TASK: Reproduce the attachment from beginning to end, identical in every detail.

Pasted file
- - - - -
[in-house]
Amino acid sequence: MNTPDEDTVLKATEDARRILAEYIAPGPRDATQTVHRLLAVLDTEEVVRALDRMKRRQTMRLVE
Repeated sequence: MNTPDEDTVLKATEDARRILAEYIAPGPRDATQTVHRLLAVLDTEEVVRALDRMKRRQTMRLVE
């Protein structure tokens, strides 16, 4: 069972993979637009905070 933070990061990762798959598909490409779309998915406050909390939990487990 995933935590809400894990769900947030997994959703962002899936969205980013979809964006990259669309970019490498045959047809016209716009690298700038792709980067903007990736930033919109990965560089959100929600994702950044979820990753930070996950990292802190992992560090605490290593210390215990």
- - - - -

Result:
[in-house]
Amino acid sequence: MNTPDEDTVLKATEDARRILAEYIAPGPRDATQTVHRLLAVLDTEEVVRALDRMKRRQTMRLVE
Repeated sequence: MNTPDEDTVLKATEDARRILAEYIAPGPRDATQTVHRLLAVLDTEEVVRALDRMKRRQTMRLVE
């Protein structure tokens, strides 16, 4: 069972993979637009905070 933070990061990762798959598909490409779309998915406050909390939990487990 995933935590809400894990769900947030997994959703962002899936969205980013979809964006990259669309970019490498045959047809016209716009690298700038792709980067903007990736930033919109990965560089959100929600994702950044979820990753930070996950990292802190992992560090605490290593210390215990």